“I feel that this documentary is definitive documentary of her life you know, and my book is the definitive deep dive into our relationship, but I also talk about the night she died and the sheriff’s department reopening the case, I get into that in the book as well, and I just think this narrative of fiction that has been peddled, it’s time for that to stop now.”
Those are the determined words of Natasha Gregson Wagner, daughter of the late Natalie Wood, in talking to me recently about her new film for which she is not only a producer but also an on-camera guide and interviewer in exploring the career, life and yes death of her famous mother, who died at age 43 while on a weekend boating excursion to Catalina Island in late November 1981. That mysterious death, in which Wood was found floating in the shallow surf, is still controversial, with an investigation reopened into it as recently as 2014. But six years later, there’s still nothing that moved the case forward in a way tabloids might have liked.
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Gregson Wagner, with her documentary Natalie Wood: What Remains Behind, understandably just wants to put it all to rest with this definitive look at all things Natalie Wood. This began with another project honoring her mother, a lavish, photo-filled 2016 coffee table book called “Natalie Wood Reflections on a Legendary Life,” which she wrote with Manoah Bowman who is also a producer of What Remains Behind along with Laurent Bourzereau, who directed it as well; he joined Wagner Gregson on the phone with me.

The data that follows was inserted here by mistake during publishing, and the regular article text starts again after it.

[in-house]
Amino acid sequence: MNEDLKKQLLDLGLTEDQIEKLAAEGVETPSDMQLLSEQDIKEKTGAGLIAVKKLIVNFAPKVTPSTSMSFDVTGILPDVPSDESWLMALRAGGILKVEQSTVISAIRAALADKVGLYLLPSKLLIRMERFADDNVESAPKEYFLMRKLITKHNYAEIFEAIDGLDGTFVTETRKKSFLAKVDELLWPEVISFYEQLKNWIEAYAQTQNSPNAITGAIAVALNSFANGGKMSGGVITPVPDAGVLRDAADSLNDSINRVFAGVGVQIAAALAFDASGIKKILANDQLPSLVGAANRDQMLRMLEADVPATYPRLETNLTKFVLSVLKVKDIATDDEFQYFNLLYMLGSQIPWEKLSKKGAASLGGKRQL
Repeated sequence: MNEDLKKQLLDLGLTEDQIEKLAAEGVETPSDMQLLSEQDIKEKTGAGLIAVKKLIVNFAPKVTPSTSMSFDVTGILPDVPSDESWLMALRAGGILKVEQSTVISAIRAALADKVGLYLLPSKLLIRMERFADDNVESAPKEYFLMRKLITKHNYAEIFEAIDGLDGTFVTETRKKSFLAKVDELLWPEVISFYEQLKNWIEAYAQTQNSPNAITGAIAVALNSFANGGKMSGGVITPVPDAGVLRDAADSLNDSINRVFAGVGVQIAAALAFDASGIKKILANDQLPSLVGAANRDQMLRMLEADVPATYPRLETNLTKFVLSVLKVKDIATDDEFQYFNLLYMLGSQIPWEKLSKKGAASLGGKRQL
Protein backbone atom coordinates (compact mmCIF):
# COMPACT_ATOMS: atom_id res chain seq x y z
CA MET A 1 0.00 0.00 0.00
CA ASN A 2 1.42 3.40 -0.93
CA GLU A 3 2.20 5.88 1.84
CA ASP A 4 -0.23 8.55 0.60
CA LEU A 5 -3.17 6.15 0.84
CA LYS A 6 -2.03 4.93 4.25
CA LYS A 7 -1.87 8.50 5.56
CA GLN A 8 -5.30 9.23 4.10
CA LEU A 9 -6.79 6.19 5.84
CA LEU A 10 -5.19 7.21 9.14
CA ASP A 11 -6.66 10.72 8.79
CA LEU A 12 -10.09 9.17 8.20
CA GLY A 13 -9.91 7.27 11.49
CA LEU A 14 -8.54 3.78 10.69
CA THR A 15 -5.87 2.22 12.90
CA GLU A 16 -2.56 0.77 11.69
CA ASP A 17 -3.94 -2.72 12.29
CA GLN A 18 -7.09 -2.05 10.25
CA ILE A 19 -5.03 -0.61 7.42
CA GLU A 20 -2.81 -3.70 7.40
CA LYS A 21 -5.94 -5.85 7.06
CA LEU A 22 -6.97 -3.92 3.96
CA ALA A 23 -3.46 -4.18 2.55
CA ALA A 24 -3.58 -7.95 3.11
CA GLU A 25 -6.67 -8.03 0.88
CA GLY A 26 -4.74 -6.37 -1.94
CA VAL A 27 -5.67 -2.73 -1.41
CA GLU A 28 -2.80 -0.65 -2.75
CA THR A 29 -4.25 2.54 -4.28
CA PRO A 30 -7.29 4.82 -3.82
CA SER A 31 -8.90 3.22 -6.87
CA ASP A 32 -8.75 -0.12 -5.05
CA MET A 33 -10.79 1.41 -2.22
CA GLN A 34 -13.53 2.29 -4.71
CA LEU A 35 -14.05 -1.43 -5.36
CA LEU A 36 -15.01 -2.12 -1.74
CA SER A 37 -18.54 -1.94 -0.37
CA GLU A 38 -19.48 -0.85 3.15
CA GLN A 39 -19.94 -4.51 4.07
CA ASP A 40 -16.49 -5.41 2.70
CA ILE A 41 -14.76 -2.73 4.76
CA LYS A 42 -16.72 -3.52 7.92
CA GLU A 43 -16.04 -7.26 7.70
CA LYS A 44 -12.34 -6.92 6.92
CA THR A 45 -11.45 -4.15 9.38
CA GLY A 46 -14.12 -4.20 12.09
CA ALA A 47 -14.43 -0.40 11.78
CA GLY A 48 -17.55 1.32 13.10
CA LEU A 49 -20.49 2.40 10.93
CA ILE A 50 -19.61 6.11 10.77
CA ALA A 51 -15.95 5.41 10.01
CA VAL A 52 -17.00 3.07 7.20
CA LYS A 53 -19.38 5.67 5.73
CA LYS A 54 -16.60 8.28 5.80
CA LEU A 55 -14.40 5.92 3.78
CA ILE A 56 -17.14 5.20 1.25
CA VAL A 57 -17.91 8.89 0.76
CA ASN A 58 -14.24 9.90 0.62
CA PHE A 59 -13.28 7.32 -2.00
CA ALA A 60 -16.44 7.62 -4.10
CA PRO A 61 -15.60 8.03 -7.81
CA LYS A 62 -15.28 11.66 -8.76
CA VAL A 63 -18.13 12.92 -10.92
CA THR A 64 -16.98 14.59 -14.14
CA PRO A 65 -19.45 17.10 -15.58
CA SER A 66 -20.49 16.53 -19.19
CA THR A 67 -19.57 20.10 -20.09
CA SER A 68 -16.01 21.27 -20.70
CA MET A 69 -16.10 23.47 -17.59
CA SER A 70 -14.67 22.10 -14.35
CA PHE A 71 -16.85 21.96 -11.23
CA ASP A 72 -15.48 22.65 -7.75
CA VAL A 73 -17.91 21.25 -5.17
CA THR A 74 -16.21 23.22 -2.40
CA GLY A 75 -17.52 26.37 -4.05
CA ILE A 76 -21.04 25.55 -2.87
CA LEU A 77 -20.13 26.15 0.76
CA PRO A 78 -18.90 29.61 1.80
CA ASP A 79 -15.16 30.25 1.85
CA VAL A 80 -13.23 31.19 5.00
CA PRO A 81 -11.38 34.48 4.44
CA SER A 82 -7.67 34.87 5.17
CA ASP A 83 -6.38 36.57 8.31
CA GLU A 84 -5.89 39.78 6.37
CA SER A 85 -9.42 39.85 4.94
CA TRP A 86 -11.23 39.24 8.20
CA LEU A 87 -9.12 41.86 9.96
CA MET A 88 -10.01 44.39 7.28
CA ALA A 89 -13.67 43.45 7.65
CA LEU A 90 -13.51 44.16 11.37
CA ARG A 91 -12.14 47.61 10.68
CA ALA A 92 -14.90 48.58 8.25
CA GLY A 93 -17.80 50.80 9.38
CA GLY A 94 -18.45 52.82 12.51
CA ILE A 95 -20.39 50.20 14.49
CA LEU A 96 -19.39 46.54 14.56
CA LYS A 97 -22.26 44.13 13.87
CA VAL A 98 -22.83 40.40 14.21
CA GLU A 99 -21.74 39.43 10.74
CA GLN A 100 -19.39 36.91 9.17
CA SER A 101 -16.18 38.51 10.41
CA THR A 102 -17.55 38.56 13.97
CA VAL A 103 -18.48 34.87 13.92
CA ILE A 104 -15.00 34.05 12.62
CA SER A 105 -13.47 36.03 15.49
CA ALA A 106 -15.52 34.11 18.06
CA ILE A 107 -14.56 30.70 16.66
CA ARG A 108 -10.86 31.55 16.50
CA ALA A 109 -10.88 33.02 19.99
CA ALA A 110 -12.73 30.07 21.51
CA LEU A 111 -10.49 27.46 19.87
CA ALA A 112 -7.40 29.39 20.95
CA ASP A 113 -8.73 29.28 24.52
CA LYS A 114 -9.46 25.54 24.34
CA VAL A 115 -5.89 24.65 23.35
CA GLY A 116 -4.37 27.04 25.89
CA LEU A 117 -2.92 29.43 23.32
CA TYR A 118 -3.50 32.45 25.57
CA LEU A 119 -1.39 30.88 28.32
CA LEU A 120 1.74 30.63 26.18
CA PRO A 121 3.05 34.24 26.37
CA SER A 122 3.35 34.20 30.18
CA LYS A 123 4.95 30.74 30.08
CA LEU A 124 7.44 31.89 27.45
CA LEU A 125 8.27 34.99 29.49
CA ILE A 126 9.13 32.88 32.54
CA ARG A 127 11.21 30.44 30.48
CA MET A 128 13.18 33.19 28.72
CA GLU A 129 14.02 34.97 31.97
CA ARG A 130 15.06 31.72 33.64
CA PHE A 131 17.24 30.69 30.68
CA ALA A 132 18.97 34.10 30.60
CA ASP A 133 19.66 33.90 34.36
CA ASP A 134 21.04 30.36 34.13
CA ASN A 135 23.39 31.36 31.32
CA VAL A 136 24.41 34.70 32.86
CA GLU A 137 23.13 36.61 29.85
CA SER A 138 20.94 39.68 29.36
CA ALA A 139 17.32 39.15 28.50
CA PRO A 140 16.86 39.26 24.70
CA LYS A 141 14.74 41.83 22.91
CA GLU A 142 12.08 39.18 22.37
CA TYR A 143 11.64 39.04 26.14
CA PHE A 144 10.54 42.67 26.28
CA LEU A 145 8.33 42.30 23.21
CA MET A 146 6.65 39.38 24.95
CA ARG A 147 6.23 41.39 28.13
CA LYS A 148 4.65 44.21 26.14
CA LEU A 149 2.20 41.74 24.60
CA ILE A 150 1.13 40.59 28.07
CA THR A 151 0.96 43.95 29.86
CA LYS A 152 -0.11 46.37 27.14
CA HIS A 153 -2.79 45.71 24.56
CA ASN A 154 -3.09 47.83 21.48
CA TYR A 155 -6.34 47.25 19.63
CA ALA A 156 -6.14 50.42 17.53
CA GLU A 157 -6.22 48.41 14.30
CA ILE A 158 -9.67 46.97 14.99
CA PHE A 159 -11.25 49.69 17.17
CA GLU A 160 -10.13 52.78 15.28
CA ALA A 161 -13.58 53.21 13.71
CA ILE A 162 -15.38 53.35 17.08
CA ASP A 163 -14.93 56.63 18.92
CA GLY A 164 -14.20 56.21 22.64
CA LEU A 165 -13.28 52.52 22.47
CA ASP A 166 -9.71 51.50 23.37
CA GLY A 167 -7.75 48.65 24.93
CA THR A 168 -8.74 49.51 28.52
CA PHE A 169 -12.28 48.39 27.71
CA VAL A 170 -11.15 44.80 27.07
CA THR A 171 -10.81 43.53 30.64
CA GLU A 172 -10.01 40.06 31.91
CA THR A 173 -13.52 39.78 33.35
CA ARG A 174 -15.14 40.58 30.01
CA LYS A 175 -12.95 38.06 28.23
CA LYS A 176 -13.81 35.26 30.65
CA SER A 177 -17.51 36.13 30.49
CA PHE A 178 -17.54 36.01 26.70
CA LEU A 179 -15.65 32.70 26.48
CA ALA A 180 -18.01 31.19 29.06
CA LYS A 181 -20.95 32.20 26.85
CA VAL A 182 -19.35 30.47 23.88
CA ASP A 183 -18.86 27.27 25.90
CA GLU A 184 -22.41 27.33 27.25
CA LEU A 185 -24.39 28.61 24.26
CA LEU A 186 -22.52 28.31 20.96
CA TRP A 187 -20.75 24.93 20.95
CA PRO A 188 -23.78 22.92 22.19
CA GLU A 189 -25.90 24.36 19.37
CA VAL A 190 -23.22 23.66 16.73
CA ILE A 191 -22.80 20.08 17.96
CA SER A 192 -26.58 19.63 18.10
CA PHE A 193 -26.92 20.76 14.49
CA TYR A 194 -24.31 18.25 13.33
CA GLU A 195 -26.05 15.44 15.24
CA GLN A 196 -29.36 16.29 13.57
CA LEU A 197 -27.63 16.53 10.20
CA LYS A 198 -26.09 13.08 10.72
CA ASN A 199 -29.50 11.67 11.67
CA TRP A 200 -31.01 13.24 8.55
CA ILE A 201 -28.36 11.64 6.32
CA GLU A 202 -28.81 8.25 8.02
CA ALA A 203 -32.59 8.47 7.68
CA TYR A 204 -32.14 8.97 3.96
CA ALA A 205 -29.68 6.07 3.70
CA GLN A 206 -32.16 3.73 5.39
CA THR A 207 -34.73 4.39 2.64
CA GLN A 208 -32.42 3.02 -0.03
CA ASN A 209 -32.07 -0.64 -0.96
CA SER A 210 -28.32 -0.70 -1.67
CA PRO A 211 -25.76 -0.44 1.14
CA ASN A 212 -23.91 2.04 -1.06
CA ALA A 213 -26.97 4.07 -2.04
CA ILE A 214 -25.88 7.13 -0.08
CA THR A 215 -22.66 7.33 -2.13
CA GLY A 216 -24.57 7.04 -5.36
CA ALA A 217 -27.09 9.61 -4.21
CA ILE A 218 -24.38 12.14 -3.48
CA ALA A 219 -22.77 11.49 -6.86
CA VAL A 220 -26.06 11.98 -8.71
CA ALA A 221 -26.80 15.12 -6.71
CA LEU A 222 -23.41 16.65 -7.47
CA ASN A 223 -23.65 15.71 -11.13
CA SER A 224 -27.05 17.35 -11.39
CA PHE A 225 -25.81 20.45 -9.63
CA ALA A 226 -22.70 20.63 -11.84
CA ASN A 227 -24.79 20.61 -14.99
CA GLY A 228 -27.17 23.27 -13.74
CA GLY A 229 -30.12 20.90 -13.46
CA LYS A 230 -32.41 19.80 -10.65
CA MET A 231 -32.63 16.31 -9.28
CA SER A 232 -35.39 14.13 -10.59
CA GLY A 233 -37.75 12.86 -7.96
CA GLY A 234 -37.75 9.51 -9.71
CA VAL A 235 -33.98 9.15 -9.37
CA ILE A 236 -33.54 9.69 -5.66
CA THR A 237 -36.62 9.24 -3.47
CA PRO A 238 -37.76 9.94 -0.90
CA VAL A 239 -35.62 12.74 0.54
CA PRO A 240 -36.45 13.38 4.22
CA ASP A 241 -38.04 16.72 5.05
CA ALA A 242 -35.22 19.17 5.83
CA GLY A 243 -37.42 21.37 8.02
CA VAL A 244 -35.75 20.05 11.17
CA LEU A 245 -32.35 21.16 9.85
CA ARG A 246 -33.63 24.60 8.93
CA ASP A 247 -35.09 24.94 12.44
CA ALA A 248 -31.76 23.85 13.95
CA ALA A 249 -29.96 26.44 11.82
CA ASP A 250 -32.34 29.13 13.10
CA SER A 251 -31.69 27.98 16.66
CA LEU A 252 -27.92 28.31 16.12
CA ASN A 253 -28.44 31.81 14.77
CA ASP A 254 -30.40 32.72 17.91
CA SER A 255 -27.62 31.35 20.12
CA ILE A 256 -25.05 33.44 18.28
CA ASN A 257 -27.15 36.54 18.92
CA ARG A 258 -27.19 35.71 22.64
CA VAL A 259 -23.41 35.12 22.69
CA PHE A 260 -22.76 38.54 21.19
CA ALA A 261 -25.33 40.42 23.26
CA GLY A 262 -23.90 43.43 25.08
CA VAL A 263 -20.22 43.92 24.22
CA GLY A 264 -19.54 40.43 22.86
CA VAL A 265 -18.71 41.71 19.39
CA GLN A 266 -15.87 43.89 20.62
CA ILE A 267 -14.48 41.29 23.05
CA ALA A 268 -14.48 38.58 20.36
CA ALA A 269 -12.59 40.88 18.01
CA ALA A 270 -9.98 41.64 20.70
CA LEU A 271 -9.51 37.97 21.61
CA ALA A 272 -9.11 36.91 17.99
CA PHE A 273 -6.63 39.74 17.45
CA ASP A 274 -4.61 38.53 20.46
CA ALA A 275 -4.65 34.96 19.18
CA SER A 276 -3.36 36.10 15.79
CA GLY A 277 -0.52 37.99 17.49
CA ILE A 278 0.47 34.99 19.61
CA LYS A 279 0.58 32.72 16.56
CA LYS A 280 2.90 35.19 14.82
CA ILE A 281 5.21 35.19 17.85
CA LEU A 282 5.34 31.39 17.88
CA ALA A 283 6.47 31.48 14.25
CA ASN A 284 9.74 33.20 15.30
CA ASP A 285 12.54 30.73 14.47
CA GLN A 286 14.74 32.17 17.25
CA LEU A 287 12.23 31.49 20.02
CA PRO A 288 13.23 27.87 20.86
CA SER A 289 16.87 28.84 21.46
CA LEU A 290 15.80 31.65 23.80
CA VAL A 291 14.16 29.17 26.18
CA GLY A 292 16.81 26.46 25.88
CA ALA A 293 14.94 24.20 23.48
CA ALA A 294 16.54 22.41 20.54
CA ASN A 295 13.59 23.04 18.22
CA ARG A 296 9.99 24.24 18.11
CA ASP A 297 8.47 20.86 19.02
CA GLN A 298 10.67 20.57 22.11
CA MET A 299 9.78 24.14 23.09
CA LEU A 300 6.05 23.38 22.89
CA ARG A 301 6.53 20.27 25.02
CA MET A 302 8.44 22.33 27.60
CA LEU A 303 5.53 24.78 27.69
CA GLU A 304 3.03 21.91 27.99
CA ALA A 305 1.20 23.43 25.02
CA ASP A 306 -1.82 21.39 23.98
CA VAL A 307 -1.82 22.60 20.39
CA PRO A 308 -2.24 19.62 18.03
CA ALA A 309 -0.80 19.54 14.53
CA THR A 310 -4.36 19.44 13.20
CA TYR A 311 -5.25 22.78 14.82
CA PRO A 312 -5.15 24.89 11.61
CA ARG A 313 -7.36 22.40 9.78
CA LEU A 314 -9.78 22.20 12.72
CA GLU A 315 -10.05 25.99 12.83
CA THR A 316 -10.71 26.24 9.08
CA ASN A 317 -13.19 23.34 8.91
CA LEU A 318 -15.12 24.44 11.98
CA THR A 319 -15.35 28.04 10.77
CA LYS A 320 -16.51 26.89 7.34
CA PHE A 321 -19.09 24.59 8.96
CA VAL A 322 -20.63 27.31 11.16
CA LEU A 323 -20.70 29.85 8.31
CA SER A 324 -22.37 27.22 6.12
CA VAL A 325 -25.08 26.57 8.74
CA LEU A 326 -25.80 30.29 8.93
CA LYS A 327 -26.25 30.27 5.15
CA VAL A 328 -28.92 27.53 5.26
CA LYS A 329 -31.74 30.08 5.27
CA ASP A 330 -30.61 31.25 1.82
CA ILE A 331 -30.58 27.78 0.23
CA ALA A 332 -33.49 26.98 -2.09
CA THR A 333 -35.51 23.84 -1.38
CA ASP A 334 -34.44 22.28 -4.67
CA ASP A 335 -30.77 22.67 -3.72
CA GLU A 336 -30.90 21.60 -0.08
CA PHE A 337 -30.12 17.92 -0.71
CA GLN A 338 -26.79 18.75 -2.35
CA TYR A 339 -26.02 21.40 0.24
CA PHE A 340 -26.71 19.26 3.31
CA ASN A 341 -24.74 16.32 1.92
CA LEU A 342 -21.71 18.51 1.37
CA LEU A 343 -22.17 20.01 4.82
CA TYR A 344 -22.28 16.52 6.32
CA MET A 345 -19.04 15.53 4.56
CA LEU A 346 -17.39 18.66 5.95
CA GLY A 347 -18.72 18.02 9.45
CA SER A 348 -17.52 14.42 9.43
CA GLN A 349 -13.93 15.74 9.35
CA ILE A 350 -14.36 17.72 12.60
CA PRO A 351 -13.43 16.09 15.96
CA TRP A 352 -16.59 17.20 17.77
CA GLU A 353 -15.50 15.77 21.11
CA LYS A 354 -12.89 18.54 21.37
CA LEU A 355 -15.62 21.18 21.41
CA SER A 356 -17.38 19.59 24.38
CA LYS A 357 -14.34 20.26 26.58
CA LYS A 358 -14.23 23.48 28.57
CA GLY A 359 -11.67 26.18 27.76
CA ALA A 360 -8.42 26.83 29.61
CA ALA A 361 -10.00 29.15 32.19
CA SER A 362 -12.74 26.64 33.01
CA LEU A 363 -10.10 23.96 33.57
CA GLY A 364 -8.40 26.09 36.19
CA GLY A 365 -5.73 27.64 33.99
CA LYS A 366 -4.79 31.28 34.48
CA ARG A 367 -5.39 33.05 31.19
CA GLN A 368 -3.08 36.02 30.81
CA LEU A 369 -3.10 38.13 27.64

The docu, which premieres May 5 on HBO after first debuting at January’s Sundance Film Festival, came about because there is so much material — much of it never shared — and so much to say for Gregson Wagner. It is also no-holds-barred, especially in a frank interview with now 90-year-old Robert Wagner, twice Wood’s husband, and who was of course also on that ill-fated excursion on their boat called Splendour, along with actor Christopher Walken, whom the couple invited along since he was in L.A. shooting a new film with Wood called Brainstorm.